Porous Asphalt Pavements

Porous Pavements

Overview and History

While most pavements are impervious, porous asphalt pavements (also know as open-graded or pervious pavements) are designed specifically to allow water to drain through the pavement. These can be constructed as full-depth porous pavements, where water drains through the pavement to the soil; or they can be constructed as an open-graded friction course (OGFC), which helps move water to the side of a pavement, improving friction while reducing both road spray and noise. Full-depth porous pavements are an EPA best practice for stormwater management.

Porous pavements are highly effective in reducing pollution in  stormwater runoff from pavements. Cahill reports that, although sampling on porous pavement systems has been limited, the available data indicate a high removal rate for total suspended solids (TSS), metals, and oil and grease.

Pavement Structure

From the bottom up, the standard porous asphalt pavement structure consists of:

  • An uncompacted subgrade to maximize the infiltration rate of the soil.
  • A geotextile fabric that allows water to pass through, but prevents migration of fine material from the subgrade into the stone recharge bed.
  • A stone recharge bed consisting of clean single-size crushed large stone with about 40 percent voids. This serves as a structural layer and also temporarily stores stormwater as it infiltrates into the soil below.
  • A stabilizing course or "choker course” consisting of a clean single-size crushed stone smaller than the stone in the recharge bed to stabilize the surface for paving equipment.
  • An open-graded asphalt surface with interconnected voids that allow stormwater to flow through the pavement into the stone recharge bed.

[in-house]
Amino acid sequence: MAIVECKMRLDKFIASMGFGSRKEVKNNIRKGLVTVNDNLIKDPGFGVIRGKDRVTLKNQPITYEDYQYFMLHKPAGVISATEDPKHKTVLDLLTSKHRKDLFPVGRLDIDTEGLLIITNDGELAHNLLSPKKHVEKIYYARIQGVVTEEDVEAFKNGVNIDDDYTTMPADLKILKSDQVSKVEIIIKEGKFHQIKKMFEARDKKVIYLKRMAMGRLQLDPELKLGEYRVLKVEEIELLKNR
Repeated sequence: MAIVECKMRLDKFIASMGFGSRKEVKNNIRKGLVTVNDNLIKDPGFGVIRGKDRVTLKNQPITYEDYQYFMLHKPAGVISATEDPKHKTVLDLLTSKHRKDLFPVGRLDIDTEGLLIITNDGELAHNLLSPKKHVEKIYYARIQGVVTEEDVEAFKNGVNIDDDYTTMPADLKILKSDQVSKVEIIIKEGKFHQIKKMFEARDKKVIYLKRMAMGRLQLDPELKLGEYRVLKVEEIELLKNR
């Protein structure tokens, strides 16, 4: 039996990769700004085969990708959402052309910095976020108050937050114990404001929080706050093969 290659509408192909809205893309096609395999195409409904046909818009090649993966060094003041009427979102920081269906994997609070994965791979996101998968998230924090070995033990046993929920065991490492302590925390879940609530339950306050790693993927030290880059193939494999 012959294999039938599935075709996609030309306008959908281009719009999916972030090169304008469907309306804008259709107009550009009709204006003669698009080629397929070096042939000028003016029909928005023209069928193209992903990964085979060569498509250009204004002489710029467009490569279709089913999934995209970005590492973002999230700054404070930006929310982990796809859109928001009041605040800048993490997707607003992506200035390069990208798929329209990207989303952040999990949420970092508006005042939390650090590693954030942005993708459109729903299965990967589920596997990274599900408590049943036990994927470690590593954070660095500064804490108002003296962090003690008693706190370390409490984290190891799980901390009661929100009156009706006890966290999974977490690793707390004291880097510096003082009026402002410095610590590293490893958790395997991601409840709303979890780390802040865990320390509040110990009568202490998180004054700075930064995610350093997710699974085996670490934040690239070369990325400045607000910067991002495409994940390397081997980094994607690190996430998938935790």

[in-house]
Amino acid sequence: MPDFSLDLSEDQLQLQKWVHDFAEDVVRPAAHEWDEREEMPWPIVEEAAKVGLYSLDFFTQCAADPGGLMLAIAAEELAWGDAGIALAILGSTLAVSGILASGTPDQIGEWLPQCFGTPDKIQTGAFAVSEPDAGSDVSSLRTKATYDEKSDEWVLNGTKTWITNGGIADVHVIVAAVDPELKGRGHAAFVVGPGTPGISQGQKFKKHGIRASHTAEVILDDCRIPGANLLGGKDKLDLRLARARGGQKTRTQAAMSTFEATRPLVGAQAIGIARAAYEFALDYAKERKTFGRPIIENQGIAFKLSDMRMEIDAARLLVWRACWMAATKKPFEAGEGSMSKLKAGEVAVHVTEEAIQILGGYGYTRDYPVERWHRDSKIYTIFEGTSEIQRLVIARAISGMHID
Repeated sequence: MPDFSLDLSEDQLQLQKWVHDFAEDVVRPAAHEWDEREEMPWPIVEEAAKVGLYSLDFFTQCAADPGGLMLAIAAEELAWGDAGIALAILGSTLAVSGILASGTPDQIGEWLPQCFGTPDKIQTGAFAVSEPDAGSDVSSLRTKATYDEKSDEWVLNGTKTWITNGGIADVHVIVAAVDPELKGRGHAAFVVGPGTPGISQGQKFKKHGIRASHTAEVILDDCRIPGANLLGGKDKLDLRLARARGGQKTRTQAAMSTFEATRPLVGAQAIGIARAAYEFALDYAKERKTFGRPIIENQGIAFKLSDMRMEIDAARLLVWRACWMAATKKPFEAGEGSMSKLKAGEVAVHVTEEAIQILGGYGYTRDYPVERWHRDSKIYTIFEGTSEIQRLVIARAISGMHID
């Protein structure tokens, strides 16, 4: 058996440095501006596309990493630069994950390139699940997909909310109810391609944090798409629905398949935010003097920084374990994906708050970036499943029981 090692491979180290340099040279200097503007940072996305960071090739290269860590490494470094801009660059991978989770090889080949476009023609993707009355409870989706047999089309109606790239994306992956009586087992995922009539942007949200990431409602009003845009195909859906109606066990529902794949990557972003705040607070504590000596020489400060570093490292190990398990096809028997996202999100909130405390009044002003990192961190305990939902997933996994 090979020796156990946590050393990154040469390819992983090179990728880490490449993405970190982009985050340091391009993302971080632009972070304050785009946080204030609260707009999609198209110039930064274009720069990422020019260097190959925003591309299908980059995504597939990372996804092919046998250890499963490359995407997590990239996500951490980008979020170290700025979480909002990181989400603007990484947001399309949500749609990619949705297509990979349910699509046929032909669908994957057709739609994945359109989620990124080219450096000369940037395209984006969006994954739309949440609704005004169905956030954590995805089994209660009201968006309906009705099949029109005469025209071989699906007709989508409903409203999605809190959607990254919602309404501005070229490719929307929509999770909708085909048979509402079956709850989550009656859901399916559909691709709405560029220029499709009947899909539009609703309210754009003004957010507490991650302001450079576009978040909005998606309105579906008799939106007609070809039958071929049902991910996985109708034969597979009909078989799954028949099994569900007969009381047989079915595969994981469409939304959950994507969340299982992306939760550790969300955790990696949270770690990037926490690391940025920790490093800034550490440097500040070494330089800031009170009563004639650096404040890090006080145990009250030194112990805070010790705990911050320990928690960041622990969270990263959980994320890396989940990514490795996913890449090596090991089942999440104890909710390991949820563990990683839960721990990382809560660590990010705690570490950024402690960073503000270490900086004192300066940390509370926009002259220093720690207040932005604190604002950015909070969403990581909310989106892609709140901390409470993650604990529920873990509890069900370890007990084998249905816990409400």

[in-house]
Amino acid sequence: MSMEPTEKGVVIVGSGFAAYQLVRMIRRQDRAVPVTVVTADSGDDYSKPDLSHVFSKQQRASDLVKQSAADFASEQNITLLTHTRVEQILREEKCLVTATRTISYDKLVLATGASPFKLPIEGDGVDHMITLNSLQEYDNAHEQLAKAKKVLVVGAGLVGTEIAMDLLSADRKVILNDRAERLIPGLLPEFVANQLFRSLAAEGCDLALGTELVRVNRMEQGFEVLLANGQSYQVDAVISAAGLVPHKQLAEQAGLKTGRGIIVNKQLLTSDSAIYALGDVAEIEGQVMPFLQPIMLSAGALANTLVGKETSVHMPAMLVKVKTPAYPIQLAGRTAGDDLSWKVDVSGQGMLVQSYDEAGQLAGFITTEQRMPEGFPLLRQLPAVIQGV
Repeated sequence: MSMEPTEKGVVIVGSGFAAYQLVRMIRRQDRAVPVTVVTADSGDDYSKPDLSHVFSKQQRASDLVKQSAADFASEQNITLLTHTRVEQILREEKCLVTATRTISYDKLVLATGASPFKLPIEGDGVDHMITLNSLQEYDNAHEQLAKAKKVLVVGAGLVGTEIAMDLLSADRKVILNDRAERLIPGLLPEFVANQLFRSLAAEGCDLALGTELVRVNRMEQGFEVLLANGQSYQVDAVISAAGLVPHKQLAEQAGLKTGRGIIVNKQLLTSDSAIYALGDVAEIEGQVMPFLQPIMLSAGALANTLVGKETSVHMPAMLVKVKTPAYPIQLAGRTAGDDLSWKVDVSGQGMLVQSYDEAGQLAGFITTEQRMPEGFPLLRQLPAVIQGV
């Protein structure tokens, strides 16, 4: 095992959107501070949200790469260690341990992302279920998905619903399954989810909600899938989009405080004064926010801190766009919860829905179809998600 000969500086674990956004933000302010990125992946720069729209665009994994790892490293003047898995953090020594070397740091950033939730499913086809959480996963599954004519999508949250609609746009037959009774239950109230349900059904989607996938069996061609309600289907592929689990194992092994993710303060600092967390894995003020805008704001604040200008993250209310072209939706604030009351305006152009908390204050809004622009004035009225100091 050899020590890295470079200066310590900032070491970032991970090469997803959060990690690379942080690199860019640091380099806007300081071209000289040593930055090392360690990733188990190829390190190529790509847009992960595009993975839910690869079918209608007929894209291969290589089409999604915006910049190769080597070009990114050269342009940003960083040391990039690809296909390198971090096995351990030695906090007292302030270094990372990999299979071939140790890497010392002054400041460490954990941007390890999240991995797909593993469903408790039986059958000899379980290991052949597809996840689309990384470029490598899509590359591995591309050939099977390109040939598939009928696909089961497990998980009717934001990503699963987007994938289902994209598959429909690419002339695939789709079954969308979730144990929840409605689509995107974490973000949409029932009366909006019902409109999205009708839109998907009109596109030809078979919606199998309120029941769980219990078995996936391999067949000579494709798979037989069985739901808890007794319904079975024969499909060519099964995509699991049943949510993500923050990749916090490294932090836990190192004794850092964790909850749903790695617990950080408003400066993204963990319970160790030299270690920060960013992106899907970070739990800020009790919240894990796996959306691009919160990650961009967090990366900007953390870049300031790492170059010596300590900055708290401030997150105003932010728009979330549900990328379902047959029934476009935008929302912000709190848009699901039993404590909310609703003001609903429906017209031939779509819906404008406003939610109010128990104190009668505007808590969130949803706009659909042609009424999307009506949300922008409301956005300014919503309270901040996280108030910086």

The general guidelines for the porous asphalt pavement design are:

  • Consider the location for porous pavements early in the site design process.
  • Soil infiltration rates of 0.1 to 10 inches/hour work best.
  • Minimum depth to bedrock or seasonal high water should be greater than two feet.
  • The bottom of the infiltration bed should be flat to maximize the infiltration area.
  • Limit the maximum slope of porous pavement surface to 5 percent. For parking areas on steeper slopes, terrace the parking areas with berms between parking areas.
  • Look for opportunities to route runoff from nearby impervious areas to the infiltration bed to minimize stormwater structures. Pretreatment may be required.
  • Spread out the infiltration. The maximum ratio of impervious to pervious area should be 5:1. For carbonate soils where there is a risk of sinkholes, the maximum ratio should be 3:1. Do not place porous pavements over known sinkhole areas.
  • The design should provide for an alternate path for stormwater to enter the stone recharge bed in the event that the pavement surface becomes plugged or experiences extreme storm events.
  • An overflow system should be included to prevent water in the stone bed from rising into the pavement surface during extreme storm events.
  • The stone recharge bed should be able to drain within 12 and 72 hours.